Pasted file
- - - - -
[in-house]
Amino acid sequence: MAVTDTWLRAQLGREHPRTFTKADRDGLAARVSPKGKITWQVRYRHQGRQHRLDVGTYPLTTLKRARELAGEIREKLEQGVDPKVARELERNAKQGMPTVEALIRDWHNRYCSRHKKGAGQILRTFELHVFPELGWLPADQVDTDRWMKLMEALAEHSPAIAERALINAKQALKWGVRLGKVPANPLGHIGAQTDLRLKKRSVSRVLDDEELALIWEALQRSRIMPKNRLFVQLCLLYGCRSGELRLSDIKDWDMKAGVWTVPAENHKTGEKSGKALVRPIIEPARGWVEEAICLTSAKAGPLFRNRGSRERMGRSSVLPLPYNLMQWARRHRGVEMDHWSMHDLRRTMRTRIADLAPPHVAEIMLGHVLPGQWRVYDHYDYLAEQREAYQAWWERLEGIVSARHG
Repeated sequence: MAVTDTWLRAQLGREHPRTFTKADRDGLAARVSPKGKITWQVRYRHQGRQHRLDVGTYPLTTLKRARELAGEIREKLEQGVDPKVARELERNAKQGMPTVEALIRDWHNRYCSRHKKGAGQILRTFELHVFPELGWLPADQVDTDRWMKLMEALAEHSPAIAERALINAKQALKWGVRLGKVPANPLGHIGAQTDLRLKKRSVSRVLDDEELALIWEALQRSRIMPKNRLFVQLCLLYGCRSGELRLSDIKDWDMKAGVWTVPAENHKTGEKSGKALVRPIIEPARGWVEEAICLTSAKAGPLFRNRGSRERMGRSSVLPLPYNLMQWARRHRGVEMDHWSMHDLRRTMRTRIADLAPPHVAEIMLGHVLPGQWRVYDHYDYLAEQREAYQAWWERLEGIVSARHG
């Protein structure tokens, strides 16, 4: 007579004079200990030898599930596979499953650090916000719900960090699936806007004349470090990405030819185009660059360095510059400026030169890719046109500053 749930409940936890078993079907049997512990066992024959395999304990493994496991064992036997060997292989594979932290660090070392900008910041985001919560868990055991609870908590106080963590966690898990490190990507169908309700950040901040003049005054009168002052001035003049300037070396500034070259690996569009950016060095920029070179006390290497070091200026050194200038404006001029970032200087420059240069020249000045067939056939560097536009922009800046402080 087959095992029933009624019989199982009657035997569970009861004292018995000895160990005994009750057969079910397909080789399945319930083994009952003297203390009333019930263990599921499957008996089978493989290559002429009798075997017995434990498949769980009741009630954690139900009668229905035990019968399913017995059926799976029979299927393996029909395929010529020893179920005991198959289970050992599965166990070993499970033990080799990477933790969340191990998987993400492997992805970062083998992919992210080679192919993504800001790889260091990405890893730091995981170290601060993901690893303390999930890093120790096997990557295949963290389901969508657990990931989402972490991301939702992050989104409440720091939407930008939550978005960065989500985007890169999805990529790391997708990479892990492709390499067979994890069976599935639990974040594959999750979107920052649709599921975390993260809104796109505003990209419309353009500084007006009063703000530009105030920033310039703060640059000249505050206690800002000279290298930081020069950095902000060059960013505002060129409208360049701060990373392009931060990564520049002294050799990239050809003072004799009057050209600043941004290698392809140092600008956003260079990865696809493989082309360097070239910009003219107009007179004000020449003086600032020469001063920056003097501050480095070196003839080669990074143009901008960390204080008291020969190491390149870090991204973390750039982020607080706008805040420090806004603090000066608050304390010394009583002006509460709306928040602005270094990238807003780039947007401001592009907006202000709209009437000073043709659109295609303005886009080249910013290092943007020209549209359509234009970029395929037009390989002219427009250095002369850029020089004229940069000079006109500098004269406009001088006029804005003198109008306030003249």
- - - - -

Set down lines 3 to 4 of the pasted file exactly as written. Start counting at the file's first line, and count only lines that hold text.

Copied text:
Repeated sequence: MAVTDTWLRAQLGREHPRTFTKADRDGLAARVSPKGKITWQVRYRHQGRQHRLDVGTYPLTTLKRARELAGEIREKLEQGVDPKVARELERNAKQGMPTVEALIRDWHNRYCSRHKKGAGQILRTFELHVFPELGWLPADQVDTDRWMKLMEALAEHSPAIAERALINAKQALKWGVRLGKVPANPLGHIGAQTDLRLKKRSVSRVLDDEELALIWEALQRSRIMPKNRLFVQLCLLYGCRSGELRLSDIKDWDMKAGVWTVPAENHKTGEKSGKALVRPIIEPARGWVEEAICLTSAKAGPLFRNRGSRERMGRSSVLPLPYNLMQWARRHRGVEMDHWSMHDLRRTMRTRIADLAPPHVAEIMLGHVLPGQWRVYDHYDYLAEQREAYQAWWERLEGIVSARHG
């Protein structure tokens, strides 16, 4: 007579004079200990030898599930596979499953650090916000719900960090699936806007004349470090990405030819185009660059360095510059400026030169890719046109500053 749930409940936890078993079907049997512990066992024959395999304990493994496991064992036997060997292989594979932290660090070392900008910041985001919560868990055991609870908590106080963590966690898990490190990507169908309700950040901040003049005054009168002052001035003049300037070396500034070259690996569009950016060095920029070179006390290497070091200026050194200038404006001029970032200087420059240069020249000045067939056939560097536009922009800046402080 087959095992029933009624019989199982009657035997569970009861004292018995000895160990005994009750057969079910397909080789399945319930083994009952003297203390009333019930263990599921499957008996089978493989290559002429009798075997017995434990498949769980009741009630954690139900009668229905035990019968399913017995059926799976029979299927393996029909395929010529020893179920005991198959289970050992599965166990070993499970033990080799990477933790969340191990998987993400492997992805970062083998992919992210080679192919993504800001790889260091990405890893730091995981170290601060993901690893303390999930890093120790096997990557295949963290389901969508657990990931989402972490991301939702992050989104409440720091939407930008939550978005960065989500985007890169999805990529790391997708990479892990492709390499067979994890069976599935639990974040594959999750979107920052649709599921975390993260809104796109505003990209419309353009500084007006009063703000530009105030920033310039703060640059000249505050206690800002000279290298930081020069950095902000060059960013505002060129409208360049701060990373392009931060990564520049002294050799990239050809003072004799009057050209600043941004290698392809140092600008956003260079990865696809493989082309360097070239910009003219107009007179004000020449003086600032020469001063920056003097501050480095070196003839080669990074143009901008960390204080008291020969190491390149870090991204973390750039982020607080706008805040420090806004603090000066608050304390010394009583002006509460709306928040602005270094990238807003780039947007401001592009907006202000709209009437000073043709659109295609303005886009080249910013290092943007020209549209359509234009970029395929037009390989002219427009250095002369850029020089004229940069000079006109500098004269406009001088006029804005003198109008306030003249």